1SG displays resiliency
First Sergeant Ralph Algiere (right), HHC, STB, 3rd Sustainment Bde., 3rd Inf. Div., enjoys the Thanksgiving meal with one of his platoon sergeants, Staff Sgt. Michael Tindal (left).

FORT STEWART, Ga. - Anyone who has been a First Sergeant is well aware of the physical and mental challenges that come along with the job.

However, top those challenges with losing a Soldier. How do you find the motivation to continue to lead? How do you wear the face of strength when, deep down, you wonder how you could have done things differently?

First Sergeant Ralph Algiere knows this feeling all too well. He has had to do a final roll call four times in only two years.

The senior enlisted advisor of Headquarters and Headquarters Company, Special Troops Battalion, 3rd Sustainment Brigade, Third Infantry Division is inside of his third year as a first sergeant. And although he leads the largest, most complex company in the brigade, he said he wouldn't have it any other way.

"I never want to take my diamond off," said 1st Sgt. Algiere, who is married with 19- and 17-year-old daughters. "Getting promoted is not what drives me. It's taking care of Soldiers. If you take care of Soldiers, and they know you care about them, they will take care of you, and everything else falls in place."

Unfortunately, a series of losses has helped drive this lesson home. He was only a few months into being first sergeant of the 632nd Maintenance Company, 87th Combat Sustainment Support Battalion, 3rd Sustainment Brigade, 3rd Inf. Div., when a Soldier died in his sleep after celebrating his birthday with the unit.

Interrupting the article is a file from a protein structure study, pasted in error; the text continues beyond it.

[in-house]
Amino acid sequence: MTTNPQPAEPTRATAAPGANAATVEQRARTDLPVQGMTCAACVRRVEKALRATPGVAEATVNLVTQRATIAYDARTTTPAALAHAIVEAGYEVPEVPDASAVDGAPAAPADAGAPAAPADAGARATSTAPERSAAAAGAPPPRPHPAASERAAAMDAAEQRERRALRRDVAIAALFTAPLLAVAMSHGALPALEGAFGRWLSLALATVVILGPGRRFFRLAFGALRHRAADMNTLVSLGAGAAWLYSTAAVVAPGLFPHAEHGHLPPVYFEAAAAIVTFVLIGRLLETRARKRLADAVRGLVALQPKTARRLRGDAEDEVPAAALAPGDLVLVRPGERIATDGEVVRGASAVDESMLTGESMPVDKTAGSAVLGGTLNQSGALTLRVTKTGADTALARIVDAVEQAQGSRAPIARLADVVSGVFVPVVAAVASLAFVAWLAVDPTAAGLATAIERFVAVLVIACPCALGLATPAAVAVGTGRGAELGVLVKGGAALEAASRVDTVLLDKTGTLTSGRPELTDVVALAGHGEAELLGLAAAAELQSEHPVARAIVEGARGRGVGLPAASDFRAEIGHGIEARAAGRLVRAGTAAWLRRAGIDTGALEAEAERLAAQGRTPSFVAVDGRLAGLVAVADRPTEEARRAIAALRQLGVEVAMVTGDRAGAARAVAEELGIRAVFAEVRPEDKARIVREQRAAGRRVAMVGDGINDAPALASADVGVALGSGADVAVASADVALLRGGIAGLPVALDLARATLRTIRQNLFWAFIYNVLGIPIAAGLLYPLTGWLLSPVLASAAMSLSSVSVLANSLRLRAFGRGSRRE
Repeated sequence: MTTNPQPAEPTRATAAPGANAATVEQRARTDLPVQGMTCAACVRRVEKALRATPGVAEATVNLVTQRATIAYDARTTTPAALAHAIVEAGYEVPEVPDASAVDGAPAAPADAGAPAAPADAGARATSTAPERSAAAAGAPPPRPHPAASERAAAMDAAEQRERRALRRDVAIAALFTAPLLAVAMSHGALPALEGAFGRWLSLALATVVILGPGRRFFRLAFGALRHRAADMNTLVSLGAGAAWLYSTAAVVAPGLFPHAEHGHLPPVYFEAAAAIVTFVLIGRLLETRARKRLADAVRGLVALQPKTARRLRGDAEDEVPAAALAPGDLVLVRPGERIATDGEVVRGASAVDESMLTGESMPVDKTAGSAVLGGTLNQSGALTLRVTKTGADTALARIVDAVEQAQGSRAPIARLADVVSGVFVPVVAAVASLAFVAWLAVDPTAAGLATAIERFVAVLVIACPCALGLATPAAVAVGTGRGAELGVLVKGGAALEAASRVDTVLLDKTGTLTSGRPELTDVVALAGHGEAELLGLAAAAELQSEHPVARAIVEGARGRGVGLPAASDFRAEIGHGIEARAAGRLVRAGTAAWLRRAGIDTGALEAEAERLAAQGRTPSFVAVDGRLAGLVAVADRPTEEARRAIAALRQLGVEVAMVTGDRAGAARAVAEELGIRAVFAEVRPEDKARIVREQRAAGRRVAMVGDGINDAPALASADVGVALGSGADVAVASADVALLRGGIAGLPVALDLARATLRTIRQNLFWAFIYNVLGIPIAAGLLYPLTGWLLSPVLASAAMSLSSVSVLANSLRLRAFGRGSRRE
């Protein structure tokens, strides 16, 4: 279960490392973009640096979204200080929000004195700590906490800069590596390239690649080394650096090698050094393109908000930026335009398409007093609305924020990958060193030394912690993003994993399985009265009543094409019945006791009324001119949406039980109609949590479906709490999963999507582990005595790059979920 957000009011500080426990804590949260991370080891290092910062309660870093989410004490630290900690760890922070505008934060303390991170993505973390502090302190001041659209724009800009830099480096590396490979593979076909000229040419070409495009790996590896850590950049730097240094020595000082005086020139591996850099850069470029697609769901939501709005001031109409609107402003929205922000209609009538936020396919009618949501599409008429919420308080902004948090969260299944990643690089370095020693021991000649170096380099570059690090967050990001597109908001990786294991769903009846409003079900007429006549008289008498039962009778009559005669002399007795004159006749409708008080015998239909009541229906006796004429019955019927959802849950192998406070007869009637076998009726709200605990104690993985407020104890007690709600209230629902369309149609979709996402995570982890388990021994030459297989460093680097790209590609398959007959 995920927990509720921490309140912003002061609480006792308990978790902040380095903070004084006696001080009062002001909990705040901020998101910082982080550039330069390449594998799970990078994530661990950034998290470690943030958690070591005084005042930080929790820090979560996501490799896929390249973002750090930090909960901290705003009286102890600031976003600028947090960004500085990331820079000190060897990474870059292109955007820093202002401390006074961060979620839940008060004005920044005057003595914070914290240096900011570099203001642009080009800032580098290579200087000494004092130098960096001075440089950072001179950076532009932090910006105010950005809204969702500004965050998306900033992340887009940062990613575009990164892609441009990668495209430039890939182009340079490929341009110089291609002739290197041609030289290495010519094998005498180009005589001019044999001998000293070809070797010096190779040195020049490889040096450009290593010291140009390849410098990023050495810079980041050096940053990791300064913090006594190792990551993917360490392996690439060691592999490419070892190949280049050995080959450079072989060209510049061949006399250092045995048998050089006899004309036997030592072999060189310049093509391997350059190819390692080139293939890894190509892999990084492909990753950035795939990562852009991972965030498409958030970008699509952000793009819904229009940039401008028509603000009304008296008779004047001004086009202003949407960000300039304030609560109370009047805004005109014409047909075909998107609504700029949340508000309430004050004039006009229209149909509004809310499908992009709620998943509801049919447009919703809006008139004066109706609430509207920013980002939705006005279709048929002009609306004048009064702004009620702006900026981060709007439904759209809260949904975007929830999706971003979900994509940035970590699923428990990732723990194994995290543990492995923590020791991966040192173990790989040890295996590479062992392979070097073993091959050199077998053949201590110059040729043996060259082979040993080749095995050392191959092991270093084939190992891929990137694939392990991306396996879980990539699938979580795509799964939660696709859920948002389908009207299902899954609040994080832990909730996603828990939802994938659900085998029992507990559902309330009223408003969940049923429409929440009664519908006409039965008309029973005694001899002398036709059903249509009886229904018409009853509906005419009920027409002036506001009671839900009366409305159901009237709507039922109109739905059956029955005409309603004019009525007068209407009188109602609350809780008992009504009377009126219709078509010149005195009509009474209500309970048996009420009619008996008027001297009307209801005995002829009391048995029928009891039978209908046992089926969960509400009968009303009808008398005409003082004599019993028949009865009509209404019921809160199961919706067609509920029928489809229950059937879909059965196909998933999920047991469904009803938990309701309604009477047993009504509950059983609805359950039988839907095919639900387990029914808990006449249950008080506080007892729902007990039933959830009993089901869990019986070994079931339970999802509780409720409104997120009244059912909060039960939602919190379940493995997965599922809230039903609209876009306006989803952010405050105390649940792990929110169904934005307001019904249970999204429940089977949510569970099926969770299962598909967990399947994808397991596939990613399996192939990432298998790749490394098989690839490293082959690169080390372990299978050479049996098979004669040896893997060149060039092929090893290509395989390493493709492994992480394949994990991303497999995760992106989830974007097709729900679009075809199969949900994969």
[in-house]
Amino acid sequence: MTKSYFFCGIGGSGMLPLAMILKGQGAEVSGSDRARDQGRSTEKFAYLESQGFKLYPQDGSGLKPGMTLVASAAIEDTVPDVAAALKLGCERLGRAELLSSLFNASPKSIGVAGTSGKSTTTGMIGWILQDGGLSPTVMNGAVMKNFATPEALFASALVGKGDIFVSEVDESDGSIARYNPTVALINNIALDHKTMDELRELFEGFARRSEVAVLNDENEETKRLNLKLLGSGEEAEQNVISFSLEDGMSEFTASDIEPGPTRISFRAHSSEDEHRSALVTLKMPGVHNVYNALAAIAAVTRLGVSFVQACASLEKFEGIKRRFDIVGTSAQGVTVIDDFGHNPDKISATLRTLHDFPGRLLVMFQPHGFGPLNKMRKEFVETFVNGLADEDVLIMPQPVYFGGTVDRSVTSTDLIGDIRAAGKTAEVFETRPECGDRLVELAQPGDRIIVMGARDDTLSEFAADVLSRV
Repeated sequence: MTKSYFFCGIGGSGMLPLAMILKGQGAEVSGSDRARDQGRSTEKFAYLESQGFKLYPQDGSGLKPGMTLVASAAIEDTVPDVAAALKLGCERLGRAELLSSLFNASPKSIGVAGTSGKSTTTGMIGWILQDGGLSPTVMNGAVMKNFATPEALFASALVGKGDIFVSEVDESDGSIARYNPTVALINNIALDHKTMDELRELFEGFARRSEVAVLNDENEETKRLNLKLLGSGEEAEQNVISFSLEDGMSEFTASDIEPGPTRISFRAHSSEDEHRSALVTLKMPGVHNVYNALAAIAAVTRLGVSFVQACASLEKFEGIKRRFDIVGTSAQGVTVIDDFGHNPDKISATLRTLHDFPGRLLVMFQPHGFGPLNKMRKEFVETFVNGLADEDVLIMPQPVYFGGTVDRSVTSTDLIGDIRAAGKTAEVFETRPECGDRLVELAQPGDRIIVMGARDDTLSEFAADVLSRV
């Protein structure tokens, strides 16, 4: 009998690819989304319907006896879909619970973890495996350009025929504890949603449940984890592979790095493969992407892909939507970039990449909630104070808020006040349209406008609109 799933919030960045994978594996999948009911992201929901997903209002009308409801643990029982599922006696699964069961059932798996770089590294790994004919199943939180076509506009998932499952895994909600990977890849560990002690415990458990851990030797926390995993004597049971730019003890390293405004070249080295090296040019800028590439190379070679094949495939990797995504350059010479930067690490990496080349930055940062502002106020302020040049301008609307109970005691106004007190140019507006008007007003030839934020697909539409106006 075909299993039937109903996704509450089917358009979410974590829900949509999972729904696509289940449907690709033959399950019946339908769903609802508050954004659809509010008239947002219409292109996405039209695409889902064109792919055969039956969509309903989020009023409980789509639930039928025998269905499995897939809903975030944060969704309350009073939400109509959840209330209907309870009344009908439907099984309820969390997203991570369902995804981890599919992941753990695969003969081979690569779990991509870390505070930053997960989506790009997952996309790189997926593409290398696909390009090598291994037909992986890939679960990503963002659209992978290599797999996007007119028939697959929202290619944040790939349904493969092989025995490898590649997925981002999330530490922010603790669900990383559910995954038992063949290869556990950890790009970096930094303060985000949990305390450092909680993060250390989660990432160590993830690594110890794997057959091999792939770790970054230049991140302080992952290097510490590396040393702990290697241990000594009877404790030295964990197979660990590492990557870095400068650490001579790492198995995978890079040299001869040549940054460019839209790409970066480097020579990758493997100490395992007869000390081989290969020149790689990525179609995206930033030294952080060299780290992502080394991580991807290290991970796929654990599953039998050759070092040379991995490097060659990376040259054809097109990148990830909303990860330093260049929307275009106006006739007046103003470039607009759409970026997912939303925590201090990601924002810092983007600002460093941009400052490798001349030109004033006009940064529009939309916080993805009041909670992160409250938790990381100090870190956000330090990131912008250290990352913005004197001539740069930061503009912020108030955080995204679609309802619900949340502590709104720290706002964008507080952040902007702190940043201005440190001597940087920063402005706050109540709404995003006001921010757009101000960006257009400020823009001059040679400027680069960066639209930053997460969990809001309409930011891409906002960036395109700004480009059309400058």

"I asked myself what could I have done to avert it?" 1st Sgt. Algiere said. "From the first day that I became a first sergeant, I don't look at it as a company; I look at it as a Family. When something like that happens, it's like losing a Family Member."

He'd barely gotten past that death when he again had to do the final roll call. A second Soldier died just six months later.

"Again?" he remembered. "We do everything we can to avert something happening. Most first sergeants lose zero Soldiers, and I was on my second one. I started questioning myself."

He credits long talks with his battalion command sergeant major, Command Sgt. Maj. Cynthia B. Howard, with giving him back his confidence after the second loss. Eventually, the unit overcame the losses and prepared to deploy to Contingency Operating Base Adder, Iraq. The Soldiers quickly established themselves as maintainers, completing numerous convoys. Some even won the 103rd Sustainment Command's (Expeditionary) Soldier and NCO of the Quarter Boards.

"My guys were awesome! Captain (Jesus) Pena and I couldn't ask for a better group of Soldiers to go to war with," said 1st Sgt. Algiere, who often rode with them during their convoys. "Every day they would astound me with how great they were. I felt safe with my Soldiers."

As all leaders are taught, the first and last 60 days of a deployment are the most crucial, so 1st Sgt. Algiere regularly warned the unit against complacency as the end of their tour drew near.

However, on their last trip to Victory Base Complex, despite all their precautions, Murphy got a vote. The convoy had been hit by an improvised explosive device, and Cpl. Brandon Hocking was killed. An initial report told 1st Sgt. Algiere, who hadn't been on the convoy that day, that there had been no injuries, so he relaxed. The news came later that there had been a fatality.

"I felt like I had been hit in the stomach," 1st Sgt. Algiere said. "We were less than 30 days from going home. I was really wondering if I was cursed."